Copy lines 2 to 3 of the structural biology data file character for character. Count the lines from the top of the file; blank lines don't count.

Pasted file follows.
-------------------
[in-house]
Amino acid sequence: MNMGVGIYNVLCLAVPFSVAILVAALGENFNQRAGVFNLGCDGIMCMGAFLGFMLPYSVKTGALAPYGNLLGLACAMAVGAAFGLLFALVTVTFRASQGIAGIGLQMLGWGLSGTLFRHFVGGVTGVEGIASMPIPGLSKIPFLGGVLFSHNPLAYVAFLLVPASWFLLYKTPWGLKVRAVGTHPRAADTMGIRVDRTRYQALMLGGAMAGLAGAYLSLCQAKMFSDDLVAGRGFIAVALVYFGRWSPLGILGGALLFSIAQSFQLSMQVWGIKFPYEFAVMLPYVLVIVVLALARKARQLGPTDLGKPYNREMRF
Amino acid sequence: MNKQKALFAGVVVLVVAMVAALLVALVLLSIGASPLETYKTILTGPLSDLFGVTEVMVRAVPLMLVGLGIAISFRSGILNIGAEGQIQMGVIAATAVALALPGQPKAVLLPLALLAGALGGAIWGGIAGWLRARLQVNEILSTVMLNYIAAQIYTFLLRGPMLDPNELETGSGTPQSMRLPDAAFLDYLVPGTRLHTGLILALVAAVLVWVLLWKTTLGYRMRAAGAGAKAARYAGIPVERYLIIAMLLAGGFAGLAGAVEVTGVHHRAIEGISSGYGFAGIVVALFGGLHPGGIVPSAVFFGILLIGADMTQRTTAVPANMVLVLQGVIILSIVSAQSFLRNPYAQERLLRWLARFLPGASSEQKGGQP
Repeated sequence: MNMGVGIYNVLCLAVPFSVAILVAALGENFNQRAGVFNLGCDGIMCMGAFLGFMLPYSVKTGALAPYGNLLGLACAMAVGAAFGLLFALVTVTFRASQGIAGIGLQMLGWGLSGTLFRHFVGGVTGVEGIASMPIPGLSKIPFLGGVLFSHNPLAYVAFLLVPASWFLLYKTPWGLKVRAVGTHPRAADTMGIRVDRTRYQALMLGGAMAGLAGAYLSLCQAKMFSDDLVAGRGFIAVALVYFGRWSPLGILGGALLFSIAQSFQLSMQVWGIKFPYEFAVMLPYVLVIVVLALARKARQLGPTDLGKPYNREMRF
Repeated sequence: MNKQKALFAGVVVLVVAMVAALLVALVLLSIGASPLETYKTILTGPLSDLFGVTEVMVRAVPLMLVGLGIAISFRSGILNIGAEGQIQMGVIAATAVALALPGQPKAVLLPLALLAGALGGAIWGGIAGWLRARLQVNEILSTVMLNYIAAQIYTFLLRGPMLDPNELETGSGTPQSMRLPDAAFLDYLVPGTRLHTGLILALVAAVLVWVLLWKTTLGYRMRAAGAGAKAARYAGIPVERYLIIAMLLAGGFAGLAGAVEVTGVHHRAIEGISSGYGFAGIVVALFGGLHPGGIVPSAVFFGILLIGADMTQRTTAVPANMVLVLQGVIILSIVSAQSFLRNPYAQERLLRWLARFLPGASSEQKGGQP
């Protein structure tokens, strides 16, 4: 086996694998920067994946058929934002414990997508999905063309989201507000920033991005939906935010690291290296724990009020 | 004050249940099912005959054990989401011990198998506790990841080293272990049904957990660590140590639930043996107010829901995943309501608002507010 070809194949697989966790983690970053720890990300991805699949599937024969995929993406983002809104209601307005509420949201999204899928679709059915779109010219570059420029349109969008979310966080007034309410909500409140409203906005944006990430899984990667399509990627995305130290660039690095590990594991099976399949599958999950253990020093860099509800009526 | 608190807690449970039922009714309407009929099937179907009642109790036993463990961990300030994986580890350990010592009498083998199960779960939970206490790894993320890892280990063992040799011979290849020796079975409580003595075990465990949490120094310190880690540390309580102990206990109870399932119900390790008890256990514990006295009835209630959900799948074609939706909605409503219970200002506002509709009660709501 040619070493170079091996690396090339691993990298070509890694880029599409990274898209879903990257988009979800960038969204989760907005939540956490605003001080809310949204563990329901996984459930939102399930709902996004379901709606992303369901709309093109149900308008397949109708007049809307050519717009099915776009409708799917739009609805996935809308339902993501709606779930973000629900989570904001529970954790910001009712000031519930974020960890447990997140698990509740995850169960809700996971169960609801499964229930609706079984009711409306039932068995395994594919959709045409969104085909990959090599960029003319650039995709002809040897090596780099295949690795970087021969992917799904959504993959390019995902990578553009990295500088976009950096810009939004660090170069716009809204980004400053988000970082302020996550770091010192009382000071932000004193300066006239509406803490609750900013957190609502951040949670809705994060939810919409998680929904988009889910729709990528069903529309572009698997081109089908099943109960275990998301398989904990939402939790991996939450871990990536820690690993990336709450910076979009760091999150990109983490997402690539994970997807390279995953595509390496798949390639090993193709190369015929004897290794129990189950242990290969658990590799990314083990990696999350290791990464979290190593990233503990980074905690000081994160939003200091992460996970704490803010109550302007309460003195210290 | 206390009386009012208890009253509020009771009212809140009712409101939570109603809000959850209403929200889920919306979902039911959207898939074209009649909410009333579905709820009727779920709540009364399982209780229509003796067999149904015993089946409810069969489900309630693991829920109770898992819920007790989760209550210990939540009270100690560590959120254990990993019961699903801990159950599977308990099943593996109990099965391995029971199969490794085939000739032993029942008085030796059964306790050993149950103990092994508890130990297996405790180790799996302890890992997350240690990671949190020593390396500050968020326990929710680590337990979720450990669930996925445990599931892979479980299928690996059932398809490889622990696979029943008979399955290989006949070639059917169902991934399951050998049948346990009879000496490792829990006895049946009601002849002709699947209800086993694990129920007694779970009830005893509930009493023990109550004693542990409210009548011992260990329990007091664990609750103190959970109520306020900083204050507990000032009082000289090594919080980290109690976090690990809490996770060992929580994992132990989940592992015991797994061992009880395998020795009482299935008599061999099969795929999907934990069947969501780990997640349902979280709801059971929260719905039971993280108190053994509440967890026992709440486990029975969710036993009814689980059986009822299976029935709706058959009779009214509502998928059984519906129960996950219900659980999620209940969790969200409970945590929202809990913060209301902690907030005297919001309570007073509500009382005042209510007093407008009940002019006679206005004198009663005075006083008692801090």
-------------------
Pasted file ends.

Amino acid sequence: MNMGVGIYNVLCLAVPFSVAILVAALGENFNQRAGVFNLGCDGIMCMGAFLGFMLPYSVKTGALAPYGNLLGLACAMAVGAAFGLLFALVTVTFRASQGIAGIGLQMLGWGLSGTLFRHFVGGVTGVEGIASMPIPGLSKIPFLGGVLFSHNPLAYVAFLLVPASWFLLYKTPWGLKVRAVGTHPRAADTMGIRVDRTRYQALMLGGAMAGLAGAYLSLCQAKMFSDDLVAGRGFIAVALVYFGRWSPLGILGGALLFSIAQSFQLSMQVWGIKFPYEFAVMLPYVLVIVVLALARKARQLGPTDLGKPYNREMRF
Amino acid sequence: MNKQKALFAGVVVLVVAMVAALLVALVLLSIGASPLETYKTILTGPLSDLFGVTEVMVRAVPLMLVGLGIAISFRSGILNIGAEGQIQMGVIAATAVALALPGQPKAVLLPLALLAGALGGAIWGGIAGWLRARLQVNEILSTVMLNYIAAQIYTFLLRGPMLDPNELETGSGTPQSMRLPDAAFLDYLVPGTRLHTGLILALVAAVLVWVLLWKTTLGYRMRAAGAGAKAARYAGIPVERYLIIAMLLAGGFAGLAGAVEVTGVHHRAIEGISSGYGFAGIVVALFGGLHPGGIVPSAVFFGILLIGADMTQRTTAVPANMVLVLQGVIILSIVSAQSFLRNPYAQERLLRWLARFLPGASSEQKGGQP